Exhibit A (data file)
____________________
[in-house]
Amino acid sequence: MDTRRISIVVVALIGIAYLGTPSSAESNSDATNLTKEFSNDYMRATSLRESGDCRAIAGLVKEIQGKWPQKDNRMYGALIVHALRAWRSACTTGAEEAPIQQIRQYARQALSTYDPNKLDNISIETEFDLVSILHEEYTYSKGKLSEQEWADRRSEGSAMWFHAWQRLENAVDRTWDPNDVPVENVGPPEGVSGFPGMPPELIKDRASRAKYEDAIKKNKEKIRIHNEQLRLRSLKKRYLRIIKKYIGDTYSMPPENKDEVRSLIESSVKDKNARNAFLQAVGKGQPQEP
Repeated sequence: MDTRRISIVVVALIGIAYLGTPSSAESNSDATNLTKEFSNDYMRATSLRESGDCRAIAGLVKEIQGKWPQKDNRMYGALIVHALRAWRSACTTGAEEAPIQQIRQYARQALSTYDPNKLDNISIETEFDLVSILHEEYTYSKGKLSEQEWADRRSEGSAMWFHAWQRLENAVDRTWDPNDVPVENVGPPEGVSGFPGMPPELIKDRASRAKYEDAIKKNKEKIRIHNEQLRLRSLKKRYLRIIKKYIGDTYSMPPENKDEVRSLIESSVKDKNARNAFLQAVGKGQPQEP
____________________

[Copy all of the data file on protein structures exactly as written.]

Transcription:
[in-house]
Amino acid sequence: MDTRRISIVVVALIGIAYLGTPSSAESNSDATNLTKEFSNDYMRATSLRESGDCRAIAGLVKEIQGKWPQKDNRMYGALIVHALRAWRSACTTGAEEAPIQQIRQYARQALSTYDPNKLDNISIETEFDLVSILHEEYTYSKGKLSEQEWADRRSEGSAMWFHAWQRLENAVDRTWDPNDVPVENVGPPEGVSGFPGMPPELIKDRASRAKYEDAIKKNKEKIRIHNEQLRLRSLKKRYLRIIKKYIGDTYSMPPENKDEVRSLIESSVKDKNARNAFLQAVGKGQPQEP
Repeated sequence: MDTRRISIVVVALIGIAYLGTPSSAESNSDATNLTKEFSNDYMRATSLRESGDCRAIAGLVKEIQGKWPQKDNRMYGALIVHALRAWRSACTTGAEEAPIQQIRQYARQALSTYDPNKLDNISIETEFDLVSILHEEYTYSKGKLSEQEWADRRSEGSAMWFHAWQRLENAVDRTWDPNDVPVENVGPPEGVSGFPGMPPELIKDRASRAKYEDAIKKNKEKIRIHNEQLRLRSLKKRYLRIIKKYIGDTYSMPPENKDEVRSLIESSVKDKNARNAFLQAVGKGQPQEP